Living with a terminal illness in prison
Living with a terminal illness while in prison shouldn’t mean that you won’t be well cared for. You’ll still have a choice when it comes to how you’re cared for and prison healthcare staff must be aware of your wishes at every stage. Prisoners are entitled to the same medical care as other members of the public.
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If you’re living with a terminal illness in prison, you may be worried about many things including how you’re cared for and where, staying in touch with your family or having your last wishes carried out. Everyone is entitled to be cared for to a good standard, whether in prison or not. If you’re a prisoner, the NHS (South Eastern Health and Social Care Trust in Northern Ireland) is responsible for your health and must provide you with a good standard of care.
There are six main things to know:
- Open, honest communication should happen with healthcare staff about your needs and wishes as you near the end of your life.
- A care plan should be made taking into account your needs and wishes.
- Every service provider involved in your care must communicate with each other so that your care is coordinated. This includes prison officers and your healthcare team.
- Your care has to be of a high standard no matter where it’s happening.
- Prison healthcare staff should be aware of your condition, including when you could die. They also need to consider your emotional and physical needs. Prisoners that you’re close to, or caring for you, should be given support where possible.
- Your family and other prisoners will be told when you have died. They should also get help coping with their feelings.
Lots of people can help with your care in prison. Along with friends and family on the outside, prison staff, other prisoners and your healthcare team can all be sources of support. The prison chaplain may be able to offer spiritual counselling while a family liaison officer can make sure that your family knows about your treatment and offer them support.
Your healthcare team will be able to tell you more about your illness and what’s involved in your treatment. Marie Curie also has more information about palliative care and end of life care.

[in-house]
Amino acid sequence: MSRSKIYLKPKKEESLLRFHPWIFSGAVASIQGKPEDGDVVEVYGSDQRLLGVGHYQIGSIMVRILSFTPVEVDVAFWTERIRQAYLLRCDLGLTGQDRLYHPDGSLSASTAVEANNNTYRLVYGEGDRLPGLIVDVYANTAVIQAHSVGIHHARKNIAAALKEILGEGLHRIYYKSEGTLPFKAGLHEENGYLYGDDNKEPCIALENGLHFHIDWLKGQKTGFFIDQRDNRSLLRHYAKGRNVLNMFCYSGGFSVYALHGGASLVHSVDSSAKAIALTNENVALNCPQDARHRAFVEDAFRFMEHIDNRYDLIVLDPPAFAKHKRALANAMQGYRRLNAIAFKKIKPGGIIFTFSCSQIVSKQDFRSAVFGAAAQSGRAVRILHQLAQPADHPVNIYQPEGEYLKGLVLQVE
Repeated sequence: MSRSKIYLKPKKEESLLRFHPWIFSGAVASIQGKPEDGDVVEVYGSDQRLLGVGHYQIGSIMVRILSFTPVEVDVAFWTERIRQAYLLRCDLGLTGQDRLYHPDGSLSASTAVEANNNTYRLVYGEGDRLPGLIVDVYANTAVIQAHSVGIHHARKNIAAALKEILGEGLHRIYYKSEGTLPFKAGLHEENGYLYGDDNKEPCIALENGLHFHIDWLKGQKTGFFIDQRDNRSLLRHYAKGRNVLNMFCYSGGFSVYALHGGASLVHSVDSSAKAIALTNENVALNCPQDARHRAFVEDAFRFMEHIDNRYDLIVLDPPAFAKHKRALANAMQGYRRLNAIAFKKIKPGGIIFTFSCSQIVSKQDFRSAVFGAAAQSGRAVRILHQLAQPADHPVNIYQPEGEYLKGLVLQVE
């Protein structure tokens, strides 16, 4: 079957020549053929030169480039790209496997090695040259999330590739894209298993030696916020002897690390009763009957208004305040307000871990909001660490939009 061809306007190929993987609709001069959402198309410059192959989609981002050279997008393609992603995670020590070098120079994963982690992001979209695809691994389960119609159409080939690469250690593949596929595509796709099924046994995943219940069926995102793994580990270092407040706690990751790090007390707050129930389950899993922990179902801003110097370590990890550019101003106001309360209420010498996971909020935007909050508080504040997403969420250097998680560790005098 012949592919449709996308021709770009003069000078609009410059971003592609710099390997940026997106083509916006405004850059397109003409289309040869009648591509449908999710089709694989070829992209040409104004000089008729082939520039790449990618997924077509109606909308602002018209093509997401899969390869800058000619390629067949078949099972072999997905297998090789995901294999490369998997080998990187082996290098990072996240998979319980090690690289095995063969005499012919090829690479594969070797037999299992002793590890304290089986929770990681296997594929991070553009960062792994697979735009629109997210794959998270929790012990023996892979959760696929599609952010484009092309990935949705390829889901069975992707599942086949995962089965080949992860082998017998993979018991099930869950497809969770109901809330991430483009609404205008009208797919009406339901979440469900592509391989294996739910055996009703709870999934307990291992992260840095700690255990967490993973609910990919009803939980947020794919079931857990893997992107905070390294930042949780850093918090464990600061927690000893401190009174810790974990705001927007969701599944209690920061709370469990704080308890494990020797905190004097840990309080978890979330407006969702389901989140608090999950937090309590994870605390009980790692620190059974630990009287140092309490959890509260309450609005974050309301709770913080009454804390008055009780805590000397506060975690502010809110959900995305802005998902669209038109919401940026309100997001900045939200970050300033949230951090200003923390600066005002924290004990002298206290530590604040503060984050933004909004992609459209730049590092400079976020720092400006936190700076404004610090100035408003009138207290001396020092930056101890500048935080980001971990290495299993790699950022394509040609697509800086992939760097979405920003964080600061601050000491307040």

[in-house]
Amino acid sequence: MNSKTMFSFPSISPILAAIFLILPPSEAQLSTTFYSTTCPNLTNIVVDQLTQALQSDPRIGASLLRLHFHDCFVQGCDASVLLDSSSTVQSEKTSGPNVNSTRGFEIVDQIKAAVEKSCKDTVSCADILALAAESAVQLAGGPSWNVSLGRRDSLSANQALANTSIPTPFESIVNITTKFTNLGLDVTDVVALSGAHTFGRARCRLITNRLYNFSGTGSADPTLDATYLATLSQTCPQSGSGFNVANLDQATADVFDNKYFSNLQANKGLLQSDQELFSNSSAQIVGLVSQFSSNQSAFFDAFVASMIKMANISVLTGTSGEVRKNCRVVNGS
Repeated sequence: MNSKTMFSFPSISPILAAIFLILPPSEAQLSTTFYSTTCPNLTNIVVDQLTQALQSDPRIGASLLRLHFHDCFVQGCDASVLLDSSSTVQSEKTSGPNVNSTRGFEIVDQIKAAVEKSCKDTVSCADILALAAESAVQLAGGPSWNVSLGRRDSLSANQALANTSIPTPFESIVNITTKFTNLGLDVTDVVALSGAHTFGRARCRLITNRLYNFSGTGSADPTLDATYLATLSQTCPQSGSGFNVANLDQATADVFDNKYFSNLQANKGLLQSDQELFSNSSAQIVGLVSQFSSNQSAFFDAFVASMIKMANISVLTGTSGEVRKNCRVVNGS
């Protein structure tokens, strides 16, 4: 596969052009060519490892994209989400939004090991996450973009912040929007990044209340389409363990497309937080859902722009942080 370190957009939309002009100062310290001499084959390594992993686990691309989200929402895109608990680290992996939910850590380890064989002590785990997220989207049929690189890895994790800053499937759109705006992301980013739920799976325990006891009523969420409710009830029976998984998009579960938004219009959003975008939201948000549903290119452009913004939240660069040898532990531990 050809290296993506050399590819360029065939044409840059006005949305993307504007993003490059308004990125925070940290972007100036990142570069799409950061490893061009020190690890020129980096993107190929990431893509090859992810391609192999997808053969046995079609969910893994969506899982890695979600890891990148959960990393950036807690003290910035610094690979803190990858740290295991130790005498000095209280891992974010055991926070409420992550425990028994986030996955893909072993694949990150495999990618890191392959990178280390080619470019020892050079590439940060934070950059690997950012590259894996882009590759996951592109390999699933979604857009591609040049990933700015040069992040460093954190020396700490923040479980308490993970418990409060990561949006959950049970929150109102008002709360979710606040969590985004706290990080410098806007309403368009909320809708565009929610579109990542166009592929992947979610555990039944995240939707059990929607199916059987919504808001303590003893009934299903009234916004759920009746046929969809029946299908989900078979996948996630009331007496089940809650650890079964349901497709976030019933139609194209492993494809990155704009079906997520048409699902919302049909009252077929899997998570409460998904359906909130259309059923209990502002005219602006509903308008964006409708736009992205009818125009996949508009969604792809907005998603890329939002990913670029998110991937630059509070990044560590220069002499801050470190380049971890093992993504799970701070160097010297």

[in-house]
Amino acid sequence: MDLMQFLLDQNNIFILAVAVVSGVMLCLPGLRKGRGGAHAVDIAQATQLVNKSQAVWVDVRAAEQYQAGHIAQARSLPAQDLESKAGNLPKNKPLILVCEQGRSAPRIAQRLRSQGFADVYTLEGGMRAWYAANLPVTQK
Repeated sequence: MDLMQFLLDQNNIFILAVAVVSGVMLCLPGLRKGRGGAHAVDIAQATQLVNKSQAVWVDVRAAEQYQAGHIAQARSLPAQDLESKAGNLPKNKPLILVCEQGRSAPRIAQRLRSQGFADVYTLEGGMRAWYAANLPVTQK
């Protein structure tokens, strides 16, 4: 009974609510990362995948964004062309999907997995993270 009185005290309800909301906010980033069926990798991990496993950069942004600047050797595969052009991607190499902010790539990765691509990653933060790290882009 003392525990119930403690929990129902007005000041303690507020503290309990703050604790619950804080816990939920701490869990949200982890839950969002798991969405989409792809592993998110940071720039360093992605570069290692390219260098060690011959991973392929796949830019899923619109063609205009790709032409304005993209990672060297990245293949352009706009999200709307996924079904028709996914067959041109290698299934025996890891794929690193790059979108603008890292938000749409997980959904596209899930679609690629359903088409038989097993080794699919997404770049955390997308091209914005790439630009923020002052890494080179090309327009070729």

It’s important that you tell prison officers and your healthcare team your wishes so that they can support you. Internal and external offender supervisors can also play a part in deciding where and how you’re cared for so it can be worthwhile to make contact with them.
Where you’re cared for will depend on the type of care you need and some other things like:
- where you’d like to be cared for
- your security and the security of others
- your security status
- health facilities in the prison or local community
- if you can be granted compassionate release to die outside of prison
The main thing is that you get the right type of care and your symptoms are managed well. With your permission, the prison healthcare team will share information about your health needs with any other services involved in your care.
Care on the wing
Some prisoners feel more comfortable in their own cell and may prefer to be cared for there. The prison healthcare team can help with making this happen, if the prison service allows. It might also be possible for a fellow prisoner or prisoners to help with your care. If there’s a prisoner carer scheme, the prison may be able to pay another prisoner to act as a carer.
The prison inpatient unit or end of life unit
These units often work with specialist palliative nurses and doctors who can visit you and give advice on controlling your symptoms.
If the prison doesn’t have an inpatient unit you may be able to go to a local hospital. Hospitals will have teams that can care for you and offer emotional support as well as help controlling your symptoms.
At a hospice
Hospices specialise in caring for people living with a terminal illness. As well as managing symptoms, they can offer counselling and complementary therapies to make you more comfortable. Marie Curie runs hospices across the UK that may be able to help.